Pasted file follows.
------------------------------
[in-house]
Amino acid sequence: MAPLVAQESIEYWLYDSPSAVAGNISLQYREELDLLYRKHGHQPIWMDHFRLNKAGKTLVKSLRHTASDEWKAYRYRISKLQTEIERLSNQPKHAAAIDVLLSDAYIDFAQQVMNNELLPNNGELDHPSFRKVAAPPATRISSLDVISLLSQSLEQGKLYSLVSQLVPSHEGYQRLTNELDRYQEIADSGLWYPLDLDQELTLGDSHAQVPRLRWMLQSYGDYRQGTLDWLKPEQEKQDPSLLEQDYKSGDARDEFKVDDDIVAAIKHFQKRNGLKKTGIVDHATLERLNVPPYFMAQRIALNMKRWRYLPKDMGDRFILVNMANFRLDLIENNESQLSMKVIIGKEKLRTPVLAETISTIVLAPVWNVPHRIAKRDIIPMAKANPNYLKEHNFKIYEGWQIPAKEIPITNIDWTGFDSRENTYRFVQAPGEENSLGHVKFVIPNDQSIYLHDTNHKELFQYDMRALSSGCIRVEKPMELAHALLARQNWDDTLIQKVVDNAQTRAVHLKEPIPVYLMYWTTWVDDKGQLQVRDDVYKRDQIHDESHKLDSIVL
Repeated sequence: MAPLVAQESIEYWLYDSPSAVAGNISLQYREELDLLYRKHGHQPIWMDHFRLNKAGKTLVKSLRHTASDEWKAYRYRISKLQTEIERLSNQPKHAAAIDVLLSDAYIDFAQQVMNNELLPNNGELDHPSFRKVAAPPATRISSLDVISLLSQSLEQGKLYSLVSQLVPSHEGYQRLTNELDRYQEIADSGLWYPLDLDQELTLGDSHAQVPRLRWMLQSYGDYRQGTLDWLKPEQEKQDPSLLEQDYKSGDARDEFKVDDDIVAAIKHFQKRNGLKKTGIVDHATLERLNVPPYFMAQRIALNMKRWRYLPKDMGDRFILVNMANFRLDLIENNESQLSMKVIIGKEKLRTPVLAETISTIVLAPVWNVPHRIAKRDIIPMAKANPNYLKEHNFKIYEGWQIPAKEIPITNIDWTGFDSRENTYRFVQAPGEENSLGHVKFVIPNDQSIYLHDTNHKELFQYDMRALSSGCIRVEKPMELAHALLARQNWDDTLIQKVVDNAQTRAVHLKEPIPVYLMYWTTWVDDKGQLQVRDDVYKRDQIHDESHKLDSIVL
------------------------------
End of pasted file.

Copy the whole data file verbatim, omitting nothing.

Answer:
[in-house]
Amino acid sequence: MAPLVAQESIEYWLYDSPSAVAGNISLQYREELDLLYRKHGHQPIWMDHFRLNKAGKTLVKSLRHTASDEWKAYRYRISKLQTEIERLSNQPKHAAAIDVLLSDAYIDFAQQVMNNELLPNNGELDHPSFRKVAAPPATRISSLDVISLLSQSLEQGKLYSLVSQLVPSHEGYQRLTNELDRYQEIADSGLWYPLDLDQELTLGDSHAQVPRLRWMLQSYGDYRQGTLDWLKPEQEKQDPSLLEQDYKSGDARDEFKVDDDIVAAIKHFQKRNGLKKTGIVDHATLERLNVPPYFMAQRIALNMKRWRYLPKDMGDRFILVNMANFRLDLIENNESQLSMKVIIGKEKLRTPVLAETISTIVLAPVWNVPHRIAKRDIIPMAKANPNYLKEHNFKIYEGWQIPAKEIPITNIDWTGFDSRENTYRFVQAPGEENSLGHVKFVIPNDQSIYLHDTNHKELFQYDMRALSSGCIRVEKPMELAHALLARQNWDDTLIQKVVDNAQTRAVHLKEPIPVYLMYWTTWVDDKGQLQVRDDVYKRDQIHDESHKLDSIVL
Repeated sequence: MAPLVAQESIEYWLYDSPSAVAGNISLQYREELDLLYRKHGHQPIWMDHFRLNKAGKTLVKSLRHTASDEWKAYRYRISKLQTEIERLSNQPKHAAAIDVLLSDAYIDFAQQVMNNELLPNNGELDHPSFRKVAAPPATRISSLDVISLLSQSLEQGKLYSLVSQLVPSHEGYQRLTNELDRYQEIADSGLWYPLDLDQELTLGDSHAQVPRLRWMLQSYGDYRQGTLDWLKPEQEKQDPSLLEQDYKSGDARDEFKVDDDIVAAIKHFQKRNGLKKTGIVDHATLERLNVPPYFMAQRIALNMKRWRYLPKDMGDRFILVNMANFRLDLIENNESQLSMKVIIGKEKLRTPVLAETISTIVLAPVWNVPHRIAKRDIIPMAKANPNYLKEHNFKIYEGWQIPAKEIPITNIDWTGFDSRENTYRFVQAPGEENSLGHVKFVIPNDQSIYLHDTNHKELFQYDMRALSSGCIRVEKPMELAHALLARQNWDDTLIQKVVDNAQTRAVHLKEPIPVYLMYWTTWVDDKGQLQVRDDVYKRDQIHDESHKLDSIVL